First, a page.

Measuring Biological Age In Humans

Have you ever heard the phrase “Age is just a number”? I have patients who are young at 80 years of age, and patients who are old at 59 years of age. What’s the difference? BIOLOGICAL age.

Diet, lifestyle, inflammation, disease and many other factors combine to influence someone’s biological age. Many of these factors actually influence the way our genes are expressed – the field of epigenetics studies this phenomenon.

There is a large group of researchers studying ways to measure biological age. One way is to study DNA methylation. Aging produces predictable changes in DNA structure. Measuring these changes can give ideas about an individual’s risk of developing age-related diseases like heart attacks, dementia.

Researchers at UCLA have found that there are a number of diet and lifestyle factors that influence biological age. A lot of it makes intuitive sense. Things like abdominal obesity, smoking, high rates of inflammation (measured by blood levels of C-Reactive Protein or CRP), high blood pressure, diabetes and prediabetes are associated with accelerated aging and a higher biological age than chronological age. High triglycerides and low HDL cholesterol, part of the metabolic syndrome (along with abdominal obesity, diabetes and high cholesterol) also are associated with more rapid aging.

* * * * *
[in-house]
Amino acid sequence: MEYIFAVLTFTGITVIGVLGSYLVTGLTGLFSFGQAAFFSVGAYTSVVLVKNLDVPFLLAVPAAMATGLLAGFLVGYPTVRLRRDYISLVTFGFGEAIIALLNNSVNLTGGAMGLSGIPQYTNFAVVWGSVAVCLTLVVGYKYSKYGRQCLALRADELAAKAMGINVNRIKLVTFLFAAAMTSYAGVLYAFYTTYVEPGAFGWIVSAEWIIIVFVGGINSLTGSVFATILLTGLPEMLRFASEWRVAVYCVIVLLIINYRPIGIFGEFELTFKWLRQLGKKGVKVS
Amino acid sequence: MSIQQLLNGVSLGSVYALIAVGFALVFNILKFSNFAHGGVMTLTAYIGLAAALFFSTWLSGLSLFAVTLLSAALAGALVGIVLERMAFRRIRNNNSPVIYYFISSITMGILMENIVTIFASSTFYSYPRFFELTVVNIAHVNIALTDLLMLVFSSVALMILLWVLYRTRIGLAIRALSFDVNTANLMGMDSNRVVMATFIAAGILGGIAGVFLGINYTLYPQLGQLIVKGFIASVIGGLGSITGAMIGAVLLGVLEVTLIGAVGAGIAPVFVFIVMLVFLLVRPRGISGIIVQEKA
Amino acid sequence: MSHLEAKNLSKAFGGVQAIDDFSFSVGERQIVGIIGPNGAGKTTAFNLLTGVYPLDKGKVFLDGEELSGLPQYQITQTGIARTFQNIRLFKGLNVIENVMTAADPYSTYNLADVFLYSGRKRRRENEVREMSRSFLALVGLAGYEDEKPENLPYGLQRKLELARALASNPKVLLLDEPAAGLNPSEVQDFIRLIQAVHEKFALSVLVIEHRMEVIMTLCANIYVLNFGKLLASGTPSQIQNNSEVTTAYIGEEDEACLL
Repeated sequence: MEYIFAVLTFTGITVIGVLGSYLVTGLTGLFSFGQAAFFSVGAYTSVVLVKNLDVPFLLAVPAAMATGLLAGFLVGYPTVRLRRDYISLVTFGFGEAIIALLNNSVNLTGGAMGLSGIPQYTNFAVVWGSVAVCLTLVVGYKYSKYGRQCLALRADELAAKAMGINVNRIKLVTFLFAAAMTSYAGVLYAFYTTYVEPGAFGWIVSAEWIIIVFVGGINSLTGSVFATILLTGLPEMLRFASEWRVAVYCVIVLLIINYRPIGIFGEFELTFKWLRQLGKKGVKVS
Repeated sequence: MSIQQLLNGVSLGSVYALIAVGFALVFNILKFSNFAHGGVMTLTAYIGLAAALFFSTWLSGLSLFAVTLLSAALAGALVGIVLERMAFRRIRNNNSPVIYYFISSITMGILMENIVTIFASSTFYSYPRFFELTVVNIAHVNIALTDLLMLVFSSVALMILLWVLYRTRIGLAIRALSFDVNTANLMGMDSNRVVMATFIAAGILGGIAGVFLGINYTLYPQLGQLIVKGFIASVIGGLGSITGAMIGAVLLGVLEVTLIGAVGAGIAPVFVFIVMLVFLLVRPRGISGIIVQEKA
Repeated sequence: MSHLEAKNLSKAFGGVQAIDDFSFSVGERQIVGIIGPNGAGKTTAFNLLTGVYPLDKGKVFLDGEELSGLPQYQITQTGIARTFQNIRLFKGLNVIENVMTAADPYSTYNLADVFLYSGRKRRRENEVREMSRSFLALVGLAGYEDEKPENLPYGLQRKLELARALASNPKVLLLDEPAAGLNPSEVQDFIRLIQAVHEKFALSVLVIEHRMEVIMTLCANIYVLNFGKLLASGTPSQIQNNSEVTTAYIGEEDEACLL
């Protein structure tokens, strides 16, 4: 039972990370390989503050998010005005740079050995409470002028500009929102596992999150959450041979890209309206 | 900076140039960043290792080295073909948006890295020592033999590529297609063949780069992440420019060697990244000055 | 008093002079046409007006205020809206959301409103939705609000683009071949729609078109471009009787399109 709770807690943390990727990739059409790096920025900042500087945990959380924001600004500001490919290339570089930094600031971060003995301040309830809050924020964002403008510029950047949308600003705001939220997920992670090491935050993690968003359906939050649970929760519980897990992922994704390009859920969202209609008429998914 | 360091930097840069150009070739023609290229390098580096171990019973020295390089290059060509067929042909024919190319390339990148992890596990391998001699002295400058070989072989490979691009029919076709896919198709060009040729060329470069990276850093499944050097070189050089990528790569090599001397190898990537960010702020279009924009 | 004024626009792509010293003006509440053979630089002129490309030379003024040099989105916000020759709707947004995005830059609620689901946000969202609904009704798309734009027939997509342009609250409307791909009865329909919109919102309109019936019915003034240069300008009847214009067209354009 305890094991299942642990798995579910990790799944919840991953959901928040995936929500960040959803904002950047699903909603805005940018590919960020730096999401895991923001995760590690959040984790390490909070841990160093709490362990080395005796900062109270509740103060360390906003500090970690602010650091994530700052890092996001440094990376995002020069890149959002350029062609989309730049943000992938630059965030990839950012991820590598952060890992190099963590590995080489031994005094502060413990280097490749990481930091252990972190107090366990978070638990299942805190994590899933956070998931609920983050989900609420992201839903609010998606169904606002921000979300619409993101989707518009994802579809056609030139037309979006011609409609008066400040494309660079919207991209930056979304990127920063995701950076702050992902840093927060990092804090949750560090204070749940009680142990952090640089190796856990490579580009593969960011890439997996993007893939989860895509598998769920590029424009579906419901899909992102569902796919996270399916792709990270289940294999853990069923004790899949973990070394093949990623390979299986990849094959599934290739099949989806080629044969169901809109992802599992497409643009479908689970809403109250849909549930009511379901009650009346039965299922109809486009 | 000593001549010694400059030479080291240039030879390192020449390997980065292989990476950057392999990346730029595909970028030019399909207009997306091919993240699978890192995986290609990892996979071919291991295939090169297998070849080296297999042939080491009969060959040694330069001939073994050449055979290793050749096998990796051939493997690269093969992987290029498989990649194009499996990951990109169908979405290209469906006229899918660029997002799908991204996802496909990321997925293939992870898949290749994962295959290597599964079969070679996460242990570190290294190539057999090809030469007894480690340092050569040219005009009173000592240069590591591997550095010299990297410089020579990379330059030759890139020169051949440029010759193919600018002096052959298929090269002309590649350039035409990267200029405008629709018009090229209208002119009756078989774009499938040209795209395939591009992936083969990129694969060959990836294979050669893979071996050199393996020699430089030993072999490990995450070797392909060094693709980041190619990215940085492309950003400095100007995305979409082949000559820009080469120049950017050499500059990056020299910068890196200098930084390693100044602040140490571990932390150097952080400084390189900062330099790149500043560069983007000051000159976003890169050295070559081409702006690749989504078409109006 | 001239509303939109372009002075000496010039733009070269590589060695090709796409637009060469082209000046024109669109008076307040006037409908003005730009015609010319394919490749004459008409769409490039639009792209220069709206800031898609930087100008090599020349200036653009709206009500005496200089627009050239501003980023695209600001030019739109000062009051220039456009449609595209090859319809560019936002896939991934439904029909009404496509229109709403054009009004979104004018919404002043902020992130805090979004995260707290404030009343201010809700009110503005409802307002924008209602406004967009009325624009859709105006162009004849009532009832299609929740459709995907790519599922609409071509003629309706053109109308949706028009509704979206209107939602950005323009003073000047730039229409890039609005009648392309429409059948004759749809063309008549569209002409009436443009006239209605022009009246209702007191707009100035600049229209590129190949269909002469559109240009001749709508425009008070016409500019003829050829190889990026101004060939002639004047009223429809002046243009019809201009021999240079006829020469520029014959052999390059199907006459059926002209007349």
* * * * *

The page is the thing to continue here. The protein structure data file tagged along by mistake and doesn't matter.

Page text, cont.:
Conversely, there are a number of factors that slow down biological aging. Exercise and eating fresh fruits and vegetables are protective. Fatty fish and light to moderate (NOT excessive) alcohol intake also seem to slow the aging process. Interestingly, higher levels of education and higher income also are associated with lower biological aging. I’m not sure why this is so, but it may be that more well-educated and well-off people choose healthier diets and lifestyle habits than those who are poorer and less educated.

So what conclusions can we draw from this research?

  • Exercise regularly! Choose something you enjoy and JUST DO IT!
  • Eat more fresh fruits and vegetables!
  • Maintain (or get to) a healthy weight. Your waist circumference should be less than 35 inches for women, and less than 40 inches for men. If you are very tall or very short, your waist should be less than half your height.
  • Stop smoking! See your doctor, there are treatments that will significantly increase your chances of success.
  • Choose fatty fish or take a fish oil supplement to increase your EPA and DHA intake.

If you have children, it is important to set up good habits now. Some interesting research has shown that in many respects health is more related to a person’s socioeconomic status and lifestyle in childhood than to what they achieve in adulthood. Setting a strong foundation of good lifestyle and diet habits now will help them be healthier their whole lives!

I think we all want to be the 85 year old with the health of an active 60 year old! I know I do 🙂 Epigenetic research is helping us understand how what we do today influences our biological age and how long we are able to maintain our good health.

QUESTION: Have you heard of epigenetics? Did you know your lifestyle choices influence your genes?

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